Tuesday, the European Commission (EC) has decided to open an antitrust investigation into allegations that Google Inc. has abused a dominant position in online search, in violation of European Union rules (Article 102 TFEU). The action follows complaints by specialized search-related companies about “unfavorable treatment of their services in Google’s unpaid and sponsored search results,” the European Commission said in their statement.
The announcement does not mean that the EC has reached any conclusions; only that it will conduct an "in-depth investigation" into the matter. Authorities in the United States have been examining Google’s acquisitions and actions for indications that its market power may be anti-competitive, but have not filed any formal proceedings. Google does face separate antitrust inquiries in Italy, Germany, and France.
The EC investigation will look at allegations of:
- Organic bias: Google is accused of giving preferential treatment to its own vertical search results at the expense of other providers - and intentionally lowering rankings of other sites.
- Paid bias: Google is accused of lowering the quality score on sponsored links of competing vertical search services.
- Exclusivity: Google is accused of trying to shut out competing search tools by telling advertising partners that they can't place certain types of competing ads on their websites.
- Portability restrictions: Google is accused of restricting the ability to use data on competing online advertising platforms.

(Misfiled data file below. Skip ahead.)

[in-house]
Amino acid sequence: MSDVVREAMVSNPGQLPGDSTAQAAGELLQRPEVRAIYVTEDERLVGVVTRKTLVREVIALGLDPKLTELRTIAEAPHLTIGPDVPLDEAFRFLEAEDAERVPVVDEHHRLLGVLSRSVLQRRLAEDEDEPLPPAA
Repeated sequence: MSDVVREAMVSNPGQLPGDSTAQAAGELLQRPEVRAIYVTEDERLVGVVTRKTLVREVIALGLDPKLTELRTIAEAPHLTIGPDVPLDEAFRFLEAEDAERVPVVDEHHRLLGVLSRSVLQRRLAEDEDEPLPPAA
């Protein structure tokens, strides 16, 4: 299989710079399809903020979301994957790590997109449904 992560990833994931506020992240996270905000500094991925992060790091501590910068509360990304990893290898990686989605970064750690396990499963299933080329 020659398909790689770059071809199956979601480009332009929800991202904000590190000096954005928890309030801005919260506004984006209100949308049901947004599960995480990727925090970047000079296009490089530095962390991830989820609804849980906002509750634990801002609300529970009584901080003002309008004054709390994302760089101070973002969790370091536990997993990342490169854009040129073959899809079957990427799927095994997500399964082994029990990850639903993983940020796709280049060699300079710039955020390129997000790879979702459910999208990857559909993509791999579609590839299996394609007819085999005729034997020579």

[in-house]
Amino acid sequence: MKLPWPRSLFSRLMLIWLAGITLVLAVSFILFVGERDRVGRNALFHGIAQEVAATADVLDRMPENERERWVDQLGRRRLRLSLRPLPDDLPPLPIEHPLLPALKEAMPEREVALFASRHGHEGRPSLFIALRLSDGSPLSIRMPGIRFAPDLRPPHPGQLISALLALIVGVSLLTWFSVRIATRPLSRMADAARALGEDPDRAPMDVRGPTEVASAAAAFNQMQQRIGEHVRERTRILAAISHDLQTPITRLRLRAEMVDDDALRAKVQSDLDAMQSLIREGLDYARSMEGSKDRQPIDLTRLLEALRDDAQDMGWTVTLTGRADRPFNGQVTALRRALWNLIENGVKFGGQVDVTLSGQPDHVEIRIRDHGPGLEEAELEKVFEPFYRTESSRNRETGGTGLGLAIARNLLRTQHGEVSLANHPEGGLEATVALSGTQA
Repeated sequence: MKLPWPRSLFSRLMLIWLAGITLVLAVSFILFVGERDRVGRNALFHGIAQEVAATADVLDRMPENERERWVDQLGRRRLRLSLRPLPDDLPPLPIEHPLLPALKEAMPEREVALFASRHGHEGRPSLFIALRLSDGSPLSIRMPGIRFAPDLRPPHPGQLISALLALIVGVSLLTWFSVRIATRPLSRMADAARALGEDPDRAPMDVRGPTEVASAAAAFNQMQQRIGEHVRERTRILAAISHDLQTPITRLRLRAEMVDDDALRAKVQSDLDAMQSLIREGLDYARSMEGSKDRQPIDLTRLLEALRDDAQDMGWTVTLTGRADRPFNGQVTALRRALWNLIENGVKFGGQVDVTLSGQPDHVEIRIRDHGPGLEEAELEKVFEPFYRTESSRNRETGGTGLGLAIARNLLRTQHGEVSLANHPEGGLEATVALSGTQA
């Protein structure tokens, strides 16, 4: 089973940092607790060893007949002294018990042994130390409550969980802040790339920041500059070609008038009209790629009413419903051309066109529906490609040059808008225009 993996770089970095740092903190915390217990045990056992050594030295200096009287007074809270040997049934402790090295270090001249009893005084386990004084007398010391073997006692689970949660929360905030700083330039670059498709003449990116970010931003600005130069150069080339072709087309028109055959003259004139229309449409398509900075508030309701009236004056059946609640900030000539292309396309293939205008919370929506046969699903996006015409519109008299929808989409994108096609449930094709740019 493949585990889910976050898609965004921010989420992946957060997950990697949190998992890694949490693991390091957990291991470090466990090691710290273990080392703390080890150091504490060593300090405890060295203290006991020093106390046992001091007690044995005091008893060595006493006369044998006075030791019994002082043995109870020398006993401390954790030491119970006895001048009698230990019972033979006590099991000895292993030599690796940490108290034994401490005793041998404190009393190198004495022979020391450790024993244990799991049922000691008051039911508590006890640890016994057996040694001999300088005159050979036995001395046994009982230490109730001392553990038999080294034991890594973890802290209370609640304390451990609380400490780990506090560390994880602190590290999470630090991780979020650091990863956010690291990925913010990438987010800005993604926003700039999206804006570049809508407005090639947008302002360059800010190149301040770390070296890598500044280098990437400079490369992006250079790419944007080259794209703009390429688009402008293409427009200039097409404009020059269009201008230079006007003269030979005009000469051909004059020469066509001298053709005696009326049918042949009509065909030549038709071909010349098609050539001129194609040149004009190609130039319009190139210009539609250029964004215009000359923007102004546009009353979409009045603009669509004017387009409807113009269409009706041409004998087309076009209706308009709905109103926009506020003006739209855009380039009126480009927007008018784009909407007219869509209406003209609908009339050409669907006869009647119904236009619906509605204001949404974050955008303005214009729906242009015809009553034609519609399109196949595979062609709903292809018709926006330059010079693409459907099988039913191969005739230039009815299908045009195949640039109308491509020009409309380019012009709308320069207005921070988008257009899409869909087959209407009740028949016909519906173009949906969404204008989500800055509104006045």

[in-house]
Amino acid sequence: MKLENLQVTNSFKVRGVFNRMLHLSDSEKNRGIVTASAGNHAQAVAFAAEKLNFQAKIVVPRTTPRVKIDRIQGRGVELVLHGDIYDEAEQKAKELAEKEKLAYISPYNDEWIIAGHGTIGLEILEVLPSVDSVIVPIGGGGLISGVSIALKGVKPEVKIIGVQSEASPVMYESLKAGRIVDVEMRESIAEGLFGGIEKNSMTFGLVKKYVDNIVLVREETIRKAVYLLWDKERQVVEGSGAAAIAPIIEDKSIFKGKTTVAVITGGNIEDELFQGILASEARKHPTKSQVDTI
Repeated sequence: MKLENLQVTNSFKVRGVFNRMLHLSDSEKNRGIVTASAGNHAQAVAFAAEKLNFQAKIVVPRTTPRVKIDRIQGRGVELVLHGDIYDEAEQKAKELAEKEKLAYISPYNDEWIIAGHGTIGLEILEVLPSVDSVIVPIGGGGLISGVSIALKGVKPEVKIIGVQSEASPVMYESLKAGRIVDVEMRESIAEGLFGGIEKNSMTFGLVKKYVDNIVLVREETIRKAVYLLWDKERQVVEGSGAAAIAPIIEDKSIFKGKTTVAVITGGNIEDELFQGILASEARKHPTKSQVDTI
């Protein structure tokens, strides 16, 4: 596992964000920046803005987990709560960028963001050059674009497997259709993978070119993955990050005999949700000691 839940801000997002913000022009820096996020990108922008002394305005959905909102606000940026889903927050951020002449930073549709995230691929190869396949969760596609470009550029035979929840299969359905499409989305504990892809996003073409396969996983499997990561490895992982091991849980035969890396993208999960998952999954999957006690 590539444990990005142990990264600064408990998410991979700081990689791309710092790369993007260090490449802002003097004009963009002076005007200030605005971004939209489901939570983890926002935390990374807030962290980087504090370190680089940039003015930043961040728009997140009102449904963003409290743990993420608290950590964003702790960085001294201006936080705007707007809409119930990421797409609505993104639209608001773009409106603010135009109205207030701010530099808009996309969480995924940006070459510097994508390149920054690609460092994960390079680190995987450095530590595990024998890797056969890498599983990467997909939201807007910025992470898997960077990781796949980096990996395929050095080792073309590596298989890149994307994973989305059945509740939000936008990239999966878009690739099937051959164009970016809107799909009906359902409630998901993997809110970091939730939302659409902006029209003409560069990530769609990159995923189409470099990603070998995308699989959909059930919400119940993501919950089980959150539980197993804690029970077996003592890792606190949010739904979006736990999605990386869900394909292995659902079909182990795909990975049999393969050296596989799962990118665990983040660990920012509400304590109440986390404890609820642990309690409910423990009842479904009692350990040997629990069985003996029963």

The antitrust complaints were originally filed in February by three companies: British price-comparison site Foundem (partly funded by Microsoft), French legal search engine ejustice.fr, and Ciao, a price-comparison service in Germany owned by Microsoft. The problem with so-called “Organic Bias” is every retail store promotes their own in-house labels.
If you go to a grocery store and they offer their own brand of chocolate cookies at a discount while they sell the big name brands at standard retail pricing, no one thinks much about that approach to making a profit. Where the EU competitors complaints gain validity is that Google owns 80 percent of the EU search engine marketplace, whereas in the US they “only” own about 65% of the search engine traffic.
The complaint from Microsoft's Ciao by Bing and Foundem can be looked upon as simply a competitor, whose past search engine products have been lackluster. They have decided the attorney approach is the only card left to play in their lousy poker hand. The small, specialty search engines, such as ejustice.fr possibly have a more legitimate soap box to stand upon, when they say Google slips them down in the rankings.
If the process goes like past European Union Commission proceedings, such as the ten years of squabbling with Microsoft, we will visit this one with updates for the next few years. Or, as one of our past editors used to say, “Move along now, nothing to see at this time”.